Thursday, November 26, 2020


It seems strange to be hosting Poetry Friday after I haven't participated, at all, for almost six months. Haven't even written on my blog for the last six months. And yet here I am. Eight months into the pandemic. Months and months and months of remote teaching. Nine days into quarantine after being exposed to someone who tested positive at work. The week after a fabulous virtual NCTE. The day after Thanksgiving. 

I decided I would share a new favorite poetry book, WOKE: A YOUNG POET'S CALL TO JUSTICE by Mahogany Brown, with Elizabeth Acevedo and Olivia Gatwood. 

From the introduction

 What does it mean to be woke? 

In the simplest sense, it means to be aware. It means to see your surroundings and challenge how we strengthen our relationships with the government, with community, and nature.To be woke is to fight for your civil rights, and the rights of your neighbors...

To be woke is to understand that equality and justice for some is not equality and justice at all. We must stay alert. We must ask hard questions. We must stand for what is right, even when it is difficult and scary. 

The poems in this collection come from three women writers with varied perspectives of justice. 

The opening poem:


by Mahogany Brown

Our voice

is our greatest power

When we stand together

We can speak up against mistreatment

We are saying that we will not be silent about the mistreatment of people

We are saying we will not be silent

We are standing tall and firm because we believe in equity and equality

We are standing tall and firm

We are not yielding or bending because the conversation is uncomfortable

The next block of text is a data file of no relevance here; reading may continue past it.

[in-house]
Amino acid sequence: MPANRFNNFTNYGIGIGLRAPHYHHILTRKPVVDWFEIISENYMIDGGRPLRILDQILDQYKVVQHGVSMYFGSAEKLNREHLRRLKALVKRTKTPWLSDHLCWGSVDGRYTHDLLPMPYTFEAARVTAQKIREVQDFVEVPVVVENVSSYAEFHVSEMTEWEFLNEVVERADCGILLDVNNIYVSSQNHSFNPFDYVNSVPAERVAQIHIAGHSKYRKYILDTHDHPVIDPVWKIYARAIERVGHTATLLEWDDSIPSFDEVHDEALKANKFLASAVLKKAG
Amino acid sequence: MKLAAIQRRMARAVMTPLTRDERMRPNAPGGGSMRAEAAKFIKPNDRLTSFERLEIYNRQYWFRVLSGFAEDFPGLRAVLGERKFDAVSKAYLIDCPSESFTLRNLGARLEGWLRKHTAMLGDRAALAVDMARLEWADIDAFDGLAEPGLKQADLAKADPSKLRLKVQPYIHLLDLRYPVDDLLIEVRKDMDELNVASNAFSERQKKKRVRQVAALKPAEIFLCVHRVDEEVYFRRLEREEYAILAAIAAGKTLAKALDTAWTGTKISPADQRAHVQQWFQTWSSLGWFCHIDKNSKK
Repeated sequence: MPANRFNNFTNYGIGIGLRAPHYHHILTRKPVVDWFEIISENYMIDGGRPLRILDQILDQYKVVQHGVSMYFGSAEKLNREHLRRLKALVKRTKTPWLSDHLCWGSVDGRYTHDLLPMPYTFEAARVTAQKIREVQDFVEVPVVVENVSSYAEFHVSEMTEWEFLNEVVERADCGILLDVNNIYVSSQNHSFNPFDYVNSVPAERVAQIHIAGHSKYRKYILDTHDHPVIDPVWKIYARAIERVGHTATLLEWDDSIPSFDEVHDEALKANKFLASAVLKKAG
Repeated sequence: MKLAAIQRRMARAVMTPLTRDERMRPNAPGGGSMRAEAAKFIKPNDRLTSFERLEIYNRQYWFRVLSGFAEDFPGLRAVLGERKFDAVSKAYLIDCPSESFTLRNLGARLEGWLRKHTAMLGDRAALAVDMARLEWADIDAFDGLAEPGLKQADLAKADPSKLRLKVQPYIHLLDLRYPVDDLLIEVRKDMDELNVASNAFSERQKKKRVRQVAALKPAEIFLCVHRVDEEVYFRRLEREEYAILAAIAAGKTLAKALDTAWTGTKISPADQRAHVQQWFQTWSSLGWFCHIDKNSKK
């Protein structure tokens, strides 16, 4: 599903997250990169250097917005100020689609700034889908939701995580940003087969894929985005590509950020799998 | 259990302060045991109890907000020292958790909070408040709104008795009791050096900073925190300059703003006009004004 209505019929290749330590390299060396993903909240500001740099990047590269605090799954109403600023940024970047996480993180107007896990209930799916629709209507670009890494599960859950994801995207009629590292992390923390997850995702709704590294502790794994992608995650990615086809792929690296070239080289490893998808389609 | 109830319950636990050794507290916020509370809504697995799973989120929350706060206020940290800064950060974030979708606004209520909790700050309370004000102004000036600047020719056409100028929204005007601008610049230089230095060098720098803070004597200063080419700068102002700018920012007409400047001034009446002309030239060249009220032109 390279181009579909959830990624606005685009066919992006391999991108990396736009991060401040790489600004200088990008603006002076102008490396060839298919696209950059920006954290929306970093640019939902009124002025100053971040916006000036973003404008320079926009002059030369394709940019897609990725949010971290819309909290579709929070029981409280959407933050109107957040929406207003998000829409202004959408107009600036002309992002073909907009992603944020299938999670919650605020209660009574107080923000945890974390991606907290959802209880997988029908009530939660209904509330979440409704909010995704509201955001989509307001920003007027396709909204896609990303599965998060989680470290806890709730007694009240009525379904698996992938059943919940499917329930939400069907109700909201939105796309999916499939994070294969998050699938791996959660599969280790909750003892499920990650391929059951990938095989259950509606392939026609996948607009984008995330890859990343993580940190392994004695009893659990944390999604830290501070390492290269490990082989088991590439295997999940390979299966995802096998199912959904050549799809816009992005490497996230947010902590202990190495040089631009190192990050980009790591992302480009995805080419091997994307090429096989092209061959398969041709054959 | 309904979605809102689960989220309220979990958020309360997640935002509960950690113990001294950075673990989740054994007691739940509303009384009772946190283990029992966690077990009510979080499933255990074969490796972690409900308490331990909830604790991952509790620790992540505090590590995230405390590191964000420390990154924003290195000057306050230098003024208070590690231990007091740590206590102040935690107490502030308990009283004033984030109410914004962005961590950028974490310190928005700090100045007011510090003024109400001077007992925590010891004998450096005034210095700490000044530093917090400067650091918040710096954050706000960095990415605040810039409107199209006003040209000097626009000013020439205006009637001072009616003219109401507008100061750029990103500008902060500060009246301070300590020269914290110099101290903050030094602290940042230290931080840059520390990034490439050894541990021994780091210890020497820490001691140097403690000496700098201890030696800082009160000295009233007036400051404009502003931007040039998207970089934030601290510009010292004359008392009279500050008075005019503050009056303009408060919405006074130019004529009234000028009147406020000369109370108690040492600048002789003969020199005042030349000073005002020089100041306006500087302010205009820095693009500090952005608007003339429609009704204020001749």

We are not yielding or bending

We understand activism happens online and offline

In the streets picketing 

and in the classrooms teaching

on the blogs writing

and on the internet sharing information

It happens everywhere

It is active

It is energy

It is resisting to be comfortable

Until we all feel safe and free.

I’ve Been There Before

By Olivia Gatwood

when a person is in pain

sometimes the best cure

is to hear I’ve felt that too

from someone else. 

when you cry and your best friend

puts their hand on your shoulder, and

says I’ve been there before

suddenly you know you are not the only one

sometimes, we don’t know the people

we feel for. sometimes, we’ve never been

where they are, but we don’t need

to look like each other or speak like each other

or live like each other to know what it feels

like to be sad, to be hurt, or to be in need of a friend

instead, we can simply say the words

I understand, we can make a secret club

out of our sadness, we can let everyone in

who wants to join, we can sit in a circle

and laugh and share, sing over and over

you are not alone.

Thanks for coming by today. Add your link below.

(I have never done it this way before, so if it doesn't work, feel free to put your link in the comments and I'll do an old-fashioned roundup tomorrow!)

You are invited to the Inlinkz link party!